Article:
https://electricboardingco.com/colle...-electric-bike
    The Chinese E-Shreddy showed up yesterday.
    A full five months later.

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    Fit and finish is only fair. Cable routing is poor.
    The Boafang has lots of power and pedals fairly well.
    The dropper sucks and not thrilled with the Kenda Juggernauts. But both of those can be replaced.
    I should have gotten the 16Ē instead of 18Ē and I would prefer a little slacker geo.

    But the thing rips. 700 meters of climbing and about 40km shakedown ride today.

  13. #1163
    Join Date
    Jan 2017
    Location
    Can/USA
    Posts
    1,378
    Pulled the trigger on that fatboy frame. Also lucked out and found a cheap pair of wheels locally. The only issue is the hub ( Specialzied Stout XC90) seems to be missing an end cap on the non drive side. Are these fairly universal? Or specific to the hub because Iím sure spesh doesnít take these hubs anymore ( and Iíve heard are shit) but will get me out ridding quicker.


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  14. #1164
    Join Date
    Jan 2006
    Posts
    1,326
    Quote Originally Posted by Sandbox View Post
    So, sold my trek Farley last year in the height of bike chaos at the end of the season for stupid money…. Kinda want another fatty. Not sure if you guys are familiar with this bike shortage but there is one….

    Anyways…. Leads me to where I am. I have a line on a old specialized fat boy frame that I could most likely build with parts from the bin minus a rear wheel and a crankset. Reviews aren’t great and it is pretty dated geo wise but I see some people here had / have one and seemingly like it.

    Thoughts? Might be the only option for the year other then trying to squeeze 2.8 on my Chromag which I don’t think will work.

    Sent from my iPhone using TGR Forums
    This might be heresy ... but if you're running 4.5-5" tires at low pressures on snow, does the frame really matter that much? It's not exactly a high performance set up. Which is not to say that I don't think it's pretty damn fun.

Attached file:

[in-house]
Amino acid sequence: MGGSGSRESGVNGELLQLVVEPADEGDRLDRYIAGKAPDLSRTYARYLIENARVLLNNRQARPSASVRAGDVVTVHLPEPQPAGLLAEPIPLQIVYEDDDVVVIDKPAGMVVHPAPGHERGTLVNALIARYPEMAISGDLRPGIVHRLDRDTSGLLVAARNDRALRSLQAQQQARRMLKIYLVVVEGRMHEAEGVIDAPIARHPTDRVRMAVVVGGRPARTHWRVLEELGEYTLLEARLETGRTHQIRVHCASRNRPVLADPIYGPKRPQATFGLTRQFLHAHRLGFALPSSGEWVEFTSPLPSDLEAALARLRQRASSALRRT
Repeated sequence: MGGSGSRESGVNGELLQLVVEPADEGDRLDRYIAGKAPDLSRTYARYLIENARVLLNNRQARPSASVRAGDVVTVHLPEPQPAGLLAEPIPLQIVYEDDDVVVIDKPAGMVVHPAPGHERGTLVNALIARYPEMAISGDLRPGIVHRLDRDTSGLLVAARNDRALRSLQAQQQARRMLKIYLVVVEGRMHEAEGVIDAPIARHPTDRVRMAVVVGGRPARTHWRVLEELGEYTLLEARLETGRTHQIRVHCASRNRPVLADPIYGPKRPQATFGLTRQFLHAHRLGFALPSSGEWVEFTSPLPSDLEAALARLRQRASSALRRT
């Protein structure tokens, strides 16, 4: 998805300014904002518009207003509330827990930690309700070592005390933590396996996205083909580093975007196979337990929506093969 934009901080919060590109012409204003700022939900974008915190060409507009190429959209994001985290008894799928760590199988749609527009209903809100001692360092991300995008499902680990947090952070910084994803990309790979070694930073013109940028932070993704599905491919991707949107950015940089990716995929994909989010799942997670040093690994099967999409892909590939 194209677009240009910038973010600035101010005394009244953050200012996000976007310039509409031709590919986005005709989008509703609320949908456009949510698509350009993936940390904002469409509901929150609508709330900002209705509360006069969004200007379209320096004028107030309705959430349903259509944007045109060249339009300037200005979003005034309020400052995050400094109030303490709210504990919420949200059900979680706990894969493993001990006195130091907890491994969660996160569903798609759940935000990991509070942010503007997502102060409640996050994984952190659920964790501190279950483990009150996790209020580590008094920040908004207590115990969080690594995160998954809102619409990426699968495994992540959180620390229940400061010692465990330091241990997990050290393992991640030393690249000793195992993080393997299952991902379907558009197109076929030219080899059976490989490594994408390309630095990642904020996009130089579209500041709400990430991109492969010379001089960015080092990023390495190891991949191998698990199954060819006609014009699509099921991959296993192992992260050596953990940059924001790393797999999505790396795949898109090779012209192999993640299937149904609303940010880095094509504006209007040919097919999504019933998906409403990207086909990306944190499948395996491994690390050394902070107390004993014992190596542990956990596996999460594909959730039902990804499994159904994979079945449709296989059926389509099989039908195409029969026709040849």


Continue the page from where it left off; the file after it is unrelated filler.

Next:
15. #1165
    Join Date
    Sep 2009
    Location
    in the trench
    Posts
    14,213
    Quote Originally Posted by Shredhead View Post
    The Chinese E-Shreddy showed up yesterday.
    A full five months later.

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    Fit and finish is only fair. Cable routing is poor.
    The Boafang has lots of power and pedals fairly well.
    The dropper sucks and not thrilled with the Kenda Juggernauts. But both of those can be replaced.
    I should have gotten the 16Ē instead of 18Ē and I would prefer a little slacker geo.

    But the thing rips. 700 meters of climbing and about 40km shakedown ride today.
    Looks bad ass! I want one.Seeing lots of really nice "cheeb" builds. Ez enough to throw in an angleset and swap tires. How's that fork? Is it an m500 or 600 bafeng?

    Sent from my SM-G950W using TGR Forums mobile app

  16. #1166
    Join Date
    Jan 2017
    Location
    Can/USA
    Posts
    1,378
    Quote Originally Posted by panchosdad View Post
    This might be heresy ... but if you're running 4.5-5" tires at low pressures on snow, does the frame really matter that much? It's not exactly a high performance set up. Which is not to say that I don't think it's pretty damn fun.
    Yes, I do agree with that which is why I bought it today. At least for what I do this is no high performance machine. Basically just a snow cruiser.


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  17. #1167
    Join Date
    Nov 2003
    Location
    none
    Posts
    7,761
    Quote Originally Posted by grinch View Post
    Looks bad ass! I want one.Seeing lots of really nice "cheeb" builds. Ez enough to throw in an angleset and swap tires. How's that fork? Is it an m500 or 600 bafeng?
    ]
    The fork seems to work. Iíve only ridden snowpacked roads and snowmobile trails so far.
    I got the E to help try and keep some single track open throughout the winter.

    Itís an M620. Iíd rather have a CX4 or an EP8, but I havenít seen any fatties equipped with the newest gen motors yet.

  18. #1168
    Join Date
    Sep 2009
    Location
    in the trench
    Posts
    14,213
    Quote Originally Posted by Shredhead View Post
    The fork seems to work. Iíve only ridden snowpacked roads and snowmobile trails so far.
    I got the E to help try and keep some single track open throughout the winter.

    Itís an M620. Iíd rather have a CX4 or an EP8, but I havenít seen any fatties equipped with the newest gen motors yet.
    The 620 sounds like a great motor that most are trying to get with those bikes now. Im riding snow covered slick rooty east coast trails now on my decoy. The fat tires are the one missing thing atm. Do you have a link? I think ive seen a couple builds ariund the 3200usd mark. The dengfu accepted 2 different shock lengths and stroke. One had 140 or 170 rear. Sounds like a great option with the drive systems relatively ez to purchase replacements if needed and i dont think ive heard of many , if any, failures

    Sent from my SM-G950W using TGR Forums mobile app

  19. #1169
    Join Date
    Oct 2009
    Location
    Maine Coast
    Posts
    3,706
    Finally ponied up for a fat bike, surly pugsley. Been searching the classifieds for a few weeks now. Tough finding a medium at what I thought was reasonable. Came with extra studded 45nrth tires and was converted to 1x9. Been out a few times. Definitely fun but slow. Wanted something to play on when snow is poor.

  20. #1170
    Join Date
    Jan 2017
    Location
    Can/USA
    Posts
    1,378
    Quote Originally Posted by cat in january View Post